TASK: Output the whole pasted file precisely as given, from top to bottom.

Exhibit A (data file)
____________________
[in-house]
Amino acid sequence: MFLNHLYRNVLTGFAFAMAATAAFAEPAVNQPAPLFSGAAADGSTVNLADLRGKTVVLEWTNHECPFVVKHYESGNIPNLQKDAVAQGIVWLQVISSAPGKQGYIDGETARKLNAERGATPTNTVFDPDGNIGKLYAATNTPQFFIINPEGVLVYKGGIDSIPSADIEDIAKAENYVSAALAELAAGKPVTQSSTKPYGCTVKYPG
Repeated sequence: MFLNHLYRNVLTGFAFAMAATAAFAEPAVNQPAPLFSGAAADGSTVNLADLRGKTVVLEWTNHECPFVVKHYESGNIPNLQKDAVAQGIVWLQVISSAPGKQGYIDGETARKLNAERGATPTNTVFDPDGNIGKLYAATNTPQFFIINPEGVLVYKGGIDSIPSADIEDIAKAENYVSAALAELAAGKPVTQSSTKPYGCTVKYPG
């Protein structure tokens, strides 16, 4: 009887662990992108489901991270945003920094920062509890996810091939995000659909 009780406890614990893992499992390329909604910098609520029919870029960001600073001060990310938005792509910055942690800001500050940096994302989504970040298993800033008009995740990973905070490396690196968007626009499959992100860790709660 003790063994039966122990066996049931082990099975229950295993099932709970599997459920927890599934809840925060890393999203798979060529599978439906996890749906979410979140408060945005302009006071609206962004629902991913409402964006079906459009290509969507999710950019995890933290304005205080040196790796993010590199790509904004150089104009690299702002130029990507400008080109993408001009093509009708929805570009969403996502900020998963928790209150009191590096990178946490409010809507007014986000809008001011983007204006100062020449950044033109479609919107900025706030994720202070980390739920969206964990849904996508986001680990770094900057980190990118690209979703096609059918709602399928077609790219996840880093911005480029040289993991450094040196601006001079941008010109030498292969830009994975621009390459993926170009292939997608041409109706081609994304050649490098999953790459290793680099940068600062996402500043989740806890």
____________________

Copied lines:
[in-house]
Amino acid sequence: MFLNHLYRNVLTGFAFAMAATAAFAEPAVNQPAPLFSGAAADGSTVNLADLRGKTVVLEWTNHECPFVVKHYESGNIPNLQKDAVAQGIVWLQVISSAPGKQGYIDGETARKLNAERGATPTNTVFDPDGNIGKLYAATNTPQFFIINPEGVLVYKGGIDSIPSADIEDIAKAENYVSAALAELAAGKPVTQSSTKPYGCTVKYPG
Repeated sequence: MFLNHLYRNVLTGFAFAMAATAAFAEPAVNQPAPLFSGAAADGSTVNLADLRGKTVVLEWTNHECPFVVKHYESGNIPNLQKDAVAQGIVWLQVISSAPGKQGYIDGETARKLNAERGATPTNTVFDPDGNIGKLYAATNTPQFFIINPEGVLVYKGGIDSIPSADIEDIAKAENYVSAALAELAAGKPVTQSSTKPYGCTVKYPG
């Protein structure tokens, strides 16, 4: 009887662990992108489901991270945003920094920062509890996810091939995000659909 009780406890614990893992499992390329909604910098609520029919870029960001600073001060990310938005792509910055942690800001500050940096994302989504970040298993800033008009995740990973905070490396690196968007626009499959992100860790709660 003790063994039966122990066996049931082990099975229950295993099932709970599997459920927890599934809840925060890393999203798979060529599978439906996890749906979410979140408060945005302009006071609206962004629902991913409402964006079906459009290509969507999710950019995890933290304005205080040196790796993010590199790509904004150089104009690299702002130029990507400008080109993408001009093509009708929805570009969403996502900020998963928790209150009191590096990178946490409010809507007014986000809008001011983007204006100062020449950044033109479609919107900025706030994720202070980390739920969206964990849904996508986001680990770094900057980190990118690209979703096609059918709602399928077609790219996840880093911005480029040289993991450094040196601006001079941008010109030498292969830009994975621009390459993926170009292939997608041409109706081609994304050649490098999953790459290793680099940068600062996402500043989740806890």